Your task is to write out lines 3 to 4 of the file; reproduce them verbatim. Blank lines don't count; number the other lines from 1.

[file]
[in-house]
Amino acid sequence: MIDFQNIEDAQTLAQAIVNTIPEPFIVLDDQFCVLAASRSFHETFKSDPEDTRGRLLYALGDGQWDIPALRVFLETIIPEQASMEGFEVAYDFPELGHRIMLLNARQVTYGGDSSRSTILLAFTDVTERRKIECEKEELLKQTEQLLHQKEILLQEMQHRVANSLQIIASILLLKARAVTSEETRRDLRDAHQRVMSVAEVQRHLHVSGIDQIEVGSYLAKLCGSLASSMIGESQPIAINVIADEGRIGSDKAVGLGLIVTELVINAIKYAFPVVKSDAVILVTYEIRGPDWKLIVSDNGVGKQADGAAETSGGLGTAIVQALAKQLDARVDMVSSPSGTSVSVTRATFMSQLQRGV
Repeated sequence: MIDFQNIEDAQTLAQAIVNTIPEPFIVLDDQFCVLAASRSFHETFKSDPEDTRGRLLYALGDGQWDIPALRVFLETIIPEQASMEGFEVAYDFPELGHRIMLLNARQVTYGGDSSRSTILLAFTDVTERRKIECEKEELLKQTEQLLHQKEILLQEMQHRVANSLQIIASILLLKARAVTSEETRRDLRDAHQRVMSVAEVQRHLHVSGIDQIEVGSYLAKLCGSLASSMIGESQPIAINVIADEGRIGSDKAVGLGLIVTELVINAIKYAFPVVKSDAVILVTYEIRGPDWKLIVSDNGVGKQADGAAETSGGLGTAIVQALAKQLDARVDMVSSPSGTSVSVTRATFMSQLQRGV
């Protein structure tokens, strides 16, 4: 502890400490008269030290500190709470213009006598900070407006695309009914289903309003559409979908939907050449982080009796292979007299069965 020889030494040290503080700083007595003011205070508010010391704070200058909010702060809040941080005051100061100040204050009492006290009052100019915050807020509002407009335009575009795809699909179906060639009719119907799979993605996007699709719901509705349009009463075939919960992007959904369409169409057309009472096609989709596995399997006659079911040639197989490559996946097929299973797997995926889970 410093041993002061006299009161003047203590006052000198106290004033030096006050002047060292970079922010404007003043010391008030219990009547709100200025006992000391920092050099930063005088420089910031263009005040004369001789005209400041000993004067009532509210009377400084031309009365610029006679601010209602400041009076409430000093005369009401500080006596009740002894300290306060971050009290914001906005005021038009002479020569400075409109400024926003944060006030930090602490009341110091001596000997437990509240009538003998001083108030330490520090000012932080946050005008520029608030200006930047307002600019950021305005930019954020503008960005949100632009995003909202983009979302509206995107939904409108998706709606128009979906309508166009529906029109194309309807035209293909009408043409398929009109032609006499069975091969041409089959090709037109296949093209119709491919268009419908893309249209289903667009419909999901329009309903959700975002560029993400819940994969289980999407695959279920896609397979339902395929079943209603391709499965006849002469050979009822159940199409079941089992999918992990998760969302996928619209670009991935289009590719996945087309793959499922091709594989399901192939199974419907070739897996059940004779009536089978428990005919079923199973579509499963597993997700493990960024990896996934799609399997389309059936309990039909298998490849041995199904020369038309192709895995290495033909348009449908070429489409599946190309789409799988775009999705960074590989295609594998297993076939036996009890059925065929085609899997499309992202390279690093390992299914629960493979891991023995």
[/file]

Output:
Repeated sequence: MIDFQNIEDAQTLAQAIVNTIPEPFIVLDDQFCVLAASRSFHETFKSDPEDTRGRLLYALGDGQWDIPALRVFLETIIPEQASMEGFEVAYDFPELGHRIMLLNARQVTYGGDSSRSTILLAFTDVTERRKIECEKEELLKQTEQLLHQKEILLQEMQHRVANSLQIIASILLLKARAVTSEETRRDLRDAHQRVMSVAEVQRHLHVSGIDQIEVGSYLAKLCGSLASSMIGESQPIAINVIADEGRIGSDKAVGLGLIVTELVINAIKYAFPVVKSDAVILVTYEIRGPDWKLIVSDNGVGKQADGAAETSGGLGTAIVQALAKQLDARVDMVSSPSGTSVSVTRATFMSQLQRGV
């Protein structure tokens, strides 16, 4: 502890400490008269030290500190709470213009006598900070407006695309009914289903309003559409979908939907050449982080009796292979007299069965 020889030494040290503080700083007595003011205070508010010391704070200058909010702060809040941080005051100061100040204050009492006290009052100019915050807020509002407009335009575009795809699909179906060639009719119907799979993605996007699709719901509705349009009463075939919960992007959904369409169409057309009472096609989709596995399997006659079911040639197989490559996946097929299973797997995926889970 410093041993002061006299009161003047203590006052000198106290004033030096006050002047060292970079922010404007003043010391008030219990009547709100200025006992000391920092050099930063005088420089910031263009005040004369001789005209400041000993004067009532509210009377400084031309009365610029006679601010209602400041009076409430000093005369009401500080006596009740002894300290306060971050009290914001906005005021038009002479020569400075409109400024926003944060006030930090602490009341110091001596000997437990509240009538003998001083108030330490520090000012932080946050005008520029608030200006930047307002600019950021305005930019954020503008960005949100632009995003909202983009979302509206995107939904409108998706709606128009979906309508166009529906029109194309309807035209293909009408043409398929009109032609006499069975091969041409089959090709037109296949093209119709491919268009419908893309249209289903667009419909999901329009309903959700975002560029993400819940994969289980999407695959279920896609397979339902395929079943209603391709499965006849002469050979009822159940199409079941089992999918992990998760969302996928619209670009991935289009590719996945087309793959499922091709594989399901192939199974419907070739897996059940004779009536089978428990005919079923199973579509499963597993997700493990960024990896996934799609399997389309059936309990039909298998490849041995199904020369038309192709895995290495033909348009449908070429489409599946190309789409799988775009999705960074590989295609594998297993076939036996009890059925065929085609899997499309992202390279690093390992299914629960493979891991023995």